The City of Long Beach is touting Long Beach’s summer season as a success, especially in light of the widespread damage Hurricane Sandy wrought last October.
From a city-issued pamphlet that recaps post-storm recovery efforts to announcements at council and
civic meetings, city officials are characterizing Long Beach’s post-storm
comeback as “solid” despite the potential for “doomsday” scenarios such as a
serious economic downturn and erosion of the tax base after the storm.
Manager Jack Schnirman told a crowd at the West End Neighbors Civic Association
on Sept. 18 that the questions he received most from residents and business owners
early this year revolved around whether the city could even have a
summer beach season and if businesses would be able to re-open and function.
“I’m very happy to report that we had a solid summer season,” Schnirman said at the meeting, held at the West End Community Center. “Most of our businesses have reopened. Those that haven’t, we’re seeing more and more still reopening in the West end.”
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Schnirman emphasized that the comeback was largely the result of a marketing
campaign the city pulled together to promote that “Long Beach is open for
business." The campaign was made possible by funds through the Empire State
Development Corporation and corporate sponsors, and it utilized television, print publications,
billboards and the Internet. He recalled the commercials that beckoned people
to post-Sandy New Jersey and New York State, as well one specifically for Long
Beach that featured a familiar celebrity.
“It worked out extra well that not only were we able to sort of win the money from New York state to get the advertising campaign, and raise some money from some corporate contributions as well, but we were able to get our hometown hero Billy Crystal to do the ads to really push us over the top,” the city manager said.
Due to city workers who helped replenish the beach before summer, which included replacing 104,000 cubic yards of sand lost during the storm, and thanks to an increased presence of blue-shirt police “specials” at beach entrances, beach attendance this summer was “quite solid," he said. Beach pass sales were slow at first, he explained, but they increased in June and got stronger as the season progressed. “July 4th was a record setter for us,” he said about beach attendance on the nation's birthday.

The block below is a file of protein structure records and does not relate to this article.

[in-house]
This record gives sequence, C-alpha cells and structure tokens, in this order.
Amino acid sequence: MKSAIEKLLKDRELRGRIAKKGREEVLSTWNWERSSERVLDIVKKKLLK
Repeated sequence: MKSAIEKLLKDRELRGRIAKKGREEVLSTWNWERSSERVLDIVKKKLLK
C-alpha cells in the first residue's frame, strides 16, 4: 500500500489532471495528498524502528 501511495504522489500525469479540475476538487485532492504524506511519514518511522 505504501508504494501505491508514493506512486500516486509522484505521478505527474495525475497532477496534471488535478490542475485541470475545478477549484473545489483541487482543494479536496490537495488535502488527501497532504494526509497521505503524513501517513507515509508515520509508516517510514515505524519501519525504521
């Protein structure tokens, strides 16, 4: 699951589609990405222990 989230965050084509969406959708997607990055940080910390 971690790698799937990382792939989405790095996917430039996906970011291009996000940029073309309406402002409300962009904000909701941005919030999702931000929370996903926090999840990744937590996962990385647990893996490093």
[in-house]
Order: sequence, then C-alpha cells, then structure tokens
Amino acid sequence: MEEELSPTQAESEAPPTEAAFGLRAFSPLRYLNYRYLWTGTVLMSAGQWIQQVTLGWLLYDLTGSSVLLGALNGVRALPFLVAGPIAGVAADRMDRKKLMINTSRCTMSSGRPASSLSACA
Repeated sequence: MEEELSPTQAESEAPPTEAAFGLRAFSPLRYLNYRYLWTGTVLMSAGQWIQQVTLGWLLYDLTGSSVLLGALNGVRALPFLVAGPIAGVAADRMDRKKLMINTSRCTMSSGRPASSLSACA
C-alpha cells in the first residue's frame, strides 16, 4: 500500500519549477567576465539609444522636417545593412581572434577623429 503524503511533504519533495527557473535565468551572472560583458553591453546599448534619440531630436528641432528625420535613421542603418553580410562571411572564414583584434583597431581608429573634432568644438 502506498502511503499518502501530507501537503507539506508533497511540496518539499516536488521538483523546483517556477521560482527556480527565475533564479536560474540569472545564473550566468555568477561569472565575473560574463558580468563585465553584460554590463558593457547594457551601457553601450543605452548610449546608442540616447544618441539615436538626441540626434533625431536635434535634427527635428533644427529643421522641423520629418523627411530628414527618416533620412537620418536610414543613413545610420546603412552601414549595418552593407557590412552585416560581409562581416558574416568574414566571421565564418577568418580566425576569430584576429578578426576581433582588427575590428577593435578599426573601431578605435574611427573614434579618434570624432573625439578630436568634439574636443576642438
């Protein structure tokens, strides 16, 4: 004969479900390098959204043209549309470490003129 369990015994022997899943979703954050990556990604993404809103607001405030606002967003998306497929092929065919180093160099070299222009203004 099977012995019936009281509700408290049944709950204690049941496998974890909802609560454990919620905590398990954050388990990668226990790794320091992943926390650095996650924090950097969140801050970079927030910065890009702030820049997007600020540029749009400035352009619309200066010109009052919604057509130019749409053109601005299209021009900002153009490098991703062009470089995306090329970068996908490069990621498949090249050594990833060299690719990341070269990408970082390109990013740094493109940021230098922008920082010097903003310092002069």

Although at last week’s meeting he didn’t cite attendance or revenue numbers to
ground his report, Schnirman said beach revenue is projected to be above
budget, as the city waits for the Long Island Rail Road to provide further financial
indicators. The Long Beach Herald reports Schnirman said elsewhere that beach
park revenue is expected to top the $2.8 million officials initially budgeted
Last week, Schnirman did report statistics regarding the work of Long Beach Lifeguards this summer. They engaged in 18,150 preventive actions, including 208 ocean swimmer assists, 48 water rescues, and, most importantly, no one drowned.
He also highlighted a few new initiatives that helped boost beach
attendance: a food truck “Shoregasboard” pilot program at Riverside Boulevard, which the city formed with the
assistance of the Long Beach Chamber of Commerce and local businesses, as well as a
neighboring trapeze program and increased movie nights and concerts on the
Starting in late July, the city was able to start opening sections of the rebuilt Brazilian hardwood and concrete boardwalk, where the city and Long Beach Historical Society held two annual arts and crafts fairs respectively. In addition, the Chamber in July and September hosted two similar fairs comprised of local business owners that reportedly attracted thousands of people to Long Beach.
“It really ended up being a nice comeback summer for everybody,” Schnirman said.
Looking ahead to autumn and winter, the $44.2 million project to reconstruct the 2.2-mile boardwalk is on schedule for completion in November, and the marketing campaign will continue into fall, Schnirman said.
Sean Sullivan, whose West End restaurant, Swingbellys, was destroyed during Hurricane Sandy, said that while he was able to reopen on Memorial Day after
extensive renovations, some businesses fared better than others and some are
fretting over the winter months, since many residents remain displaced, the Herald reports. Sullivan said:
“For us it was OK. It was a decent summer, but not a great summer. My bigger concern is this winter. This summer it seemed like if it was nice out, people were coming, but there are a lot of people still missing in town; there’s still a lot of empty homes. On the positive side, a lot of homes were rebuilt, and I find it encouraging that many homes are getting lifted and people are deciding to stay. I’m hoping by next summer people are back.”
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